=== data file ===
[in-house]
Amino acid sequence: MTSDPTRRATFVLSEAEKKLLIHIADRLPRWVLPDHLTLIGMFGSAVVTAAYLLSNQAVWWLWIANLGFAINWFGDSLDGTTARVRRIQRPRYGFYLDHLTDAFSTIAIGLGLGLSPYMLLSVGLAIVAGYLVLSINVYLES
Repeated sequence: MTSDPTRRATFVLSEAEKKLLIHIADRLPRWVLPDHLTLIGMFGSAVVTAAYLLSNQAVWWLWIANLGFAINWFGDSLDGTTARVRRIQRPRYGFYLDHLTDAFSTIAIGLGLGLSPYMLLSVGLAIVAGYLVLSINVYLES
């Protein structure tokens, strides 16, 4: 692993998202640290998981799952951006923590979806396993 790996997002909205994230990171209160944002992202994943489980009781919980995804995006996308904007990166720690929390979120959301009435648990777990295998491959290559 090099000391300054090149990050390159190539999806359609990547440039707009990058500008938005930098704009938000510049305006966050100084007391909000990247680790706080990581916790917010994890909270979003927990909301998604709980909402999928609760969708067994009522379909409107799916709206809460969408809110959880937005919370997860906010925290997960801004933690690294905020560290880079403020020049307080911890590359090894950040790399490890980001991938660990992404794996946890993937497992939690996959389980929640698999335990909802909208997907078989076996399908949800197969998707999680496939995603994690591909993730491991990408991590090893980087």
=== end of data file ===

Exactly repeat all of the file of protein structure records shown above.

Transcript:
[in-house]
Amino acid sequence: MTSDPTRRATFVLSEAEKKLLIHIADRLPRWVLPDHLTLIGMFGSAVVTAAYLLSNQAVWWLWIANLGFAINWFGDSLDGTTARVRRIQRPRYGFYLDHLTDAFSTIAIGLGLGLSPYMLLSVGLAIVAGYLVLSINVYLES
Repeated sequence: MTSDPTRRATFVLSEAEKKLLIHIADRLPRWVLPDHLTLIGMFGSAVVTAAYLLSNQAVWWLWIANLGFAINWFGDSLDGTTARVRRIQRPRYGFYLDHLTDAFSTIAIGLGLGLSPYMLLSVGLAIVAGYLVLSINVYLES
């Protein structure tokens, strides 16, 4: 692993998202640290998981799952951006923590979806396993 790996997002909205994230990171209160944002992202994943489980009781919980995804995006996308904007990166720690929390979120959301009435648990777990295998491959290559 090099000391300054090149990050390159190539999806359609990547440039707009990058500008938005930098704009938000510049305006966050100084007391909000990247680790706080990581916790917010994890909270979003927990909301998604709980909402999928609760969708067994009522379909409107799916709206809460969408809110959880937005919370997860906010925290997960801004933690690294905020560290880079403020020049307080911890590359090894950040790399490890980001991938660990992404794996946890993937497992939690996959389980929640698999335990909802909208997907078989076996399908949800197969998707999680496939995603994690591909993730491991990408991590090893980087």